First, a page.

Introducing Patagonia

A star-riddled sky and snarled grasses dwarf the rider on the steppe as his horse closes the gap on the horizon. In South America’s southern frontier, nature, long left to its own devices, grows wild, barren and beautiful. Spaces are large, as are the silences that fill them. For those who come here, an encounter with such emptiness can be as awesome as the sight of jagged peaks, pristine rivers and dusty backwater oases.

The paving of Ruta Nacional 40 (RN 40) is well under way, but it remains among the world’s loneliest stretches, a spellbinding road to nowhere that has stirred affection in personalities as disparate as Butch Cassidy and Bruce Chatwin. On the eastern seaboard, RN 3 shoots south, connecting oil boomtowns with the remains of ancient petrified forests, Welsh settlements and the spectacular Península Valdés. The map will tell you that Patagonia is a very large place, but motoring its distant horizons offers a whole other level of insight.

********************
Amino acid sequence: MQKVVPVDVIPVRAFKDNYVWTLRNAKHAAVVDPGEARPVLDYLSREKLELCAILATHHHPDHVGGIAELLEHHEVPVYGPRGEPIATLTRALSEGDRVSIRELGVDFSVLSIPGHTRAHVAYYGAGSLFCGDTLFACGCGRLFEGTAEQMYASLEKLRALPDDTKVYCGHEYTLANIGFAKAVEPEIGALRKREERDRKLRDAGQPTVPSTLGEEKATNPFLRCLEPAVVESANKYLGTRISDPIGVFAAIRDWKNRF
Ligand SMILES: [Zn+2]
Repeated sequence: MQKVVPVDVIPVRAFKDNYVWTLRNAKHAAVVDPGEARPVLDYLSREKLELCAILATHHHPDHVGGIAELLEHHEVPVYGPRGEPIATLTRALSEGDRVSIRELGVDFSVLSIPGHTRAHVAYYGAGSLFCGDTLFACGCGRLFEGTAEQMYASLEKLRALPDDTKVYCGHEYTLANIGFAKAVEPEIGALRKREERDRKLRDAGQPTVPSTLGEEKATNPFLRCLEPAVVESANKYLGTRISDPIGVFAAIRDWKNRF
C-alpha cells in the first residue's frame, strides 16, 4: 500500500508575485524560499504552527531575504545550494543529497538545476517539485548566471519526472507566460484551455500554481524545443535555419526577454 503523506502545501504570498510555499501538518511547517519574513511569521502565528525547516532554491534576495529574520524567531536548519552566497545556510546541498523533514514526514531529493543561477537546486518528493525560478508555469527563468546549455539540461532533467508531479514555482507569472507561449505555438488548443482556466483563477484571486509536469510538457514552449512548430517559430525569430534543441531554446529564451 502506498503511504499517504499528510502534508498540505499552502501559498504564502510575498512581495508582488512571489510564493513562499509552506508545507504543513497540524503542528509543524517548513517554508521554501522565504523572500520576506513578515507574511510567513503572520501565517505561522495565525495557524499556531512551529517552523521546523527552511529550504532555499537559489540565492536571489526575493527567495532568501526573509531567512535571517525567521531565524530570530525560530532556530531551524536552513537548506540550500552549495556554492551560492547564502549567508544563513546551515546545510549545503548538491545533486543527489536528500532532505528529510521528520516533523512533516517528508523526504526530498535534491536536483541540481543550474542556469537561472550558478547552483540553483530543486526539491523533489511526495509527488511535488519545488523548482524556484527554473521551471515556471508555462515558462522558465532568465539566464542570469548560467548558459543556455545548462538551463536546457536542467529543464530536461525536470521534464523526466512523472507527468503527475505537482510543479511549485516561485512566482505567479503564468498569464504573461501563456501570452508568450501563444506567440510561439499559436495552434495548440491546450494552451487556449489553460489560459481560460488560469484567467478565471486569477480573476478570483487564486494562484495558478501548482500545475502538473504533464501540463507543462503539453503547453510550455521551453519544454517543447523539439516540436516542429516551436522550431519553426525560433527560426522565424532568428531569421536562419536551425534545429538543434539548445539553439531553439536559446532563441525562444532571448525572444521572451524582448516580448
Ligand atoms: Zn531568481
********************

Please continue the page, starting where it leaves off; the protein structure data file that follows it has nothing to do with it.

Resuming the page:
Then there is the other, trendy Patagonia: the tourist hubs studded with Ray-Ban shops and reggae bars, where you will meet a dozen other travelers before one local. El Calafate and El Chaltén boast spectacular sights, but they remain a world apart from the mythical RN 40.

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